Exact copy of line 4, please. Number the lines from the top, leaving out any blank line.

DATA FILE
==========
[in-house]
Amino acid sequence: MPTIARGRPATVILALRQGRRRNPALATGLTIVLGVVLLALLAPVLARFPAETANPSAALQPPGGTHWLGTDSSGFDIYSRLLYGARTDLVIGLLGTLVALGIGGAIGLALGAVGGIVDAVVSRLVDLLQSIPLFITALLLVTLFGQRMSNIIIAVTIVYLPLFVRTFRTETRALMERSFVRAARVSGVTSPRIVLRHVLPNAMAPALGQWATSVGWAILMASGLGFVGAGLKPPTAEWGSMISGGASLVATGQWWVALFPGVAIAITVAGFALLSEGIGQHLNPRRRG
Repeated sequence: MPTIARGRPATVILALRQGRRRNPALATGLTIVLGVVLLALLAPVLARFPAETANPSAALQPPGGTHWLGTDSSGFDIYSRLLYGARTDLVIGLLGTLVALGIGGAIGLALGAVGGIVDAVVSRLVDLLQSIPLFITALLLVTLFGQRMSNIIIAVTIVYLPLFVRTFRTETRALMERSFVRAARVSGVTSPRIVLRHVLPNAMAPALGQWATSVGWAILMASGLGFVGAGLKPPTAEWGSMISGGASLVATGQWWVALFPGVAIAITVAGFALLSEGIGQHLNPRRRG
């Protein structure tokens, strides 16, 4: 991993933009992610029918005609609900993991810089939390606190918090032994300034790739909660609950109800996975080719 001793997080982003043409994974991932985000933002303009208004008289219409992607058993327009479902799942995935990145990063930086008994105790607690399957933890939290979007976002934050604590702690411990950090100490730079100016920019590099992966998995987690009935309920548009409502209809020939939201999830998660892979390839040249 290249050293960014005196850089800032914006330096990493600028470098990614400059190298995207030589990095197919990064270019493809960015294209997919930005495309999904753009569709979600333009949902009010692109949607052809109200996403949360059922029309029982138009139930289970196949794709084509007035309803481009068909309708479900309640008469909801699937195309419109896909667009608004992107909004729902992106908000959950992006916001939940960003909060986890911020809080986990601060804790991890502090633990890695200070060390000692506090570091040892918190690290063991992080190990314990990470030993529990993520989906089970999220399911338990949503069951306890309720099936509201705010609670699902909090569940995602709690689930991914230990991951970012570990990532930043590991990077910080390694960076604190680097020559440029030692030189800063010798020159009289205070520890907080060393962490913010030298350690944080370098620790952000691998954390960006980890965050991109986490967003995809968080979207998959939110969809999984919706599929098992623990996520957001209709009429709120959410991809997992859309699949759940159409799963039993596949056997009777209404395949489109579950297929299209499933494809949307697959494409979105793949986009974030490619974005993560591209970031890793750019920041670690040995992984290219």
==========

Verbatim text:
């Protein structure tokens, strides 16, 4: 991993933009992610029918005609609900993991810089939390606190918090032994300034790739909660609950109800996975080719 001793997080982003043409994974991932985000933002303009208004008289219409992607058993327009479902799942995935990145990063930086008994105790607690399957933890939290979007976002934050604590702690411990950090100490730079100016920019590099992966998995987690009935309920548009409502209809020939939201999830998660892979390839040249 290249050293960014005196850089800032914006330096990493600028470098990614400059190298995207030589990095197919990064270019493809960015294209997919930005495309999904753009569709979600333009949902009010692109949607052809109200996403949360059922029309029982138009139930289970196949794709084509007035309803481009068909309708479900309640008469909801699937195309419109896909667009608004992107909004729902992106908000959950992006916001939940960003909060986890911020809080986990601060804790991890502090633990890695200070060390000692506090570091040892918190690290063991992080190990314990990470030993529990993520989906089970999220399911338990949503069951306890309720099936509201705010609670699902909090569940995602709690689930991914230990991951970012570990990532930043590991990077910080390694960076604190680097020559440029030692030189800063010798020159009289205070520890907080060393962490913010030298350690944080370098620790952000691998954390960006980890965050991109986490967003995809968080979207998959939110969809999984919706599929098992623990996520957001209709009429709120959410991809997992859309699949759940159409799963039993596949056997009777209404395949489109579950297929299209499933494809949307697959494409979105793949986009974030490619974005993560591209970031890793750019920041670690040995992984290219």